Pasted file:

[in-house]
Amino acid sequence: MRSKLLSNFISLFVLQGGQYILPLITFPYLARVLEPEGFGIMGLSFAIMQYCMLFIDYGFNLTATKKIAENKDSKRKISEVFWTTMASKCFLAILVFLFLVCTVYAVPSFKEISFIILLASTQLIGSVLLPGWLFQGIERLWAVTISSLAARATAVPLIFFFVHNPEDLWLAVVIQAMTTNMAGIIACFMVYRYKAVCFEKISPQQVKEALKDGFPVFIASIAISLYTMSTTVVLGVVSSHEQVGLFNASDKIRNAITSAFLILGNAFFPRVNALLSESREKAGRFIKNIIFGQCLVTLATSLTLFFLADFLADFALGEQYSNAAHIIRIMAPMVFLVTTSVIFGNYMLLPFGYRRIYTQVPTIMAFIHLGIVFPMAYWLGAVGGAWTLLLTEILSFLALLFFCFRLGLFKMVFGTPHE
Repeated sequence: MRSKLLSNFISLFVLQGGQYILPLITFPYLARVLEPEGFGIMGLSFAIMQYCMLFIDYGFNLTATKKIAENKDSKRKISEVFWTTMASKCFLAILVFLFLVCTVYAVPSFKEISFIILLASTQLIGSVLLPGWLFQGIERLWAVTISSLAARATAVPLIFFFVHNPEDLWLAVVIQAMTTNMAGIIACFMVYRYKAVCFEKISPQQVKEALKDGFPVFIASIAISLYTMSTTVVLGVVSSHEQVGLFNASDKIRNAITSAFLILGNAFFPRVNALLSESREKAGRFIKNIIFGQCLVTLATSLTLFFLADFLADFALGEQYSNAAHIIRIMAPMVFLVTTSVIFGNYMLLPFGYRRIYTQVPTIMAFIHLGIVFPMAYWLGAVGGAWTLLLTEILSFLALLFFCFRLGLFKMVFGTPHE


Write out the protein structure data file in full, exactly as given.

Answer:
[in-house]
Amino acid sequence: MRSKLLSNFISLFVLQGGQYILPLITFPYLARVLEPEGFGIMGLSFAIMQYCMLFIDYGFNLTATKKIAENKDSKRKISEVFWTTMASKCFLAILVFLFLVCTVYAVPSFKEISFIILLASTQLIGSVLLPGWLFQGIERLWAVTISSLAARATAVPLIFFFVHNPEDLWLAVVIQAMTTNMAGIIACFMVYRYKAVCFEKISPQQVKEALKDGFPVFIASIAISLYTMSTTVVLGVVSSHEQVGLFNASDKIRNAITSAFLILGNAFFPRVNALLSESREKAGRFIKNIIFGQCLVTLATSLTLFFLADFLADFALGEQYSNAAHIIRIMAPMVFLVTTSVIFGNYMLLPFGYRRIYTQVPTIMAFIHLGIVFPMAYWLGAVGGAWTLLLTEILSFLALLFFCFRLGLFKMVFGTPHE
Repeated sequence: MRSKLLSNFISLFVLQGGQYILPLITFPYLARVLEPEGFGIMGLSFAIMQYCMLFIDYGFNLTATKKIAENKDSKRKISEVFWTTMASKCFLAILVFLFLVCTVYAVPSFKEISFIILLASTQLIGSVLLPGWLFQGIERLWAVTISSLAARATAVPLIFFFVHNPEDLWLAVVIQAMTTNMAGIIACFMVYRYKAVCFEKISPQQVKEALKDGFPVFIASIAISLYTMSTTVVLGVVSSHEQVGLFNASDKIRNAITSAFLILGNAFFPRVNALLSESREKAGRFIKNIIFGQCLVTLATSLTLFFLADFLADFALGEQYSNAAHIIRIMAPMVFLVTTSVIFGNYMLLPFGYRRIYTQVPTIMAFIHLGIVFPMAYWLGAVGGAWTLLLTEILSFLALLFFCFRLGLFKMVFGTPHE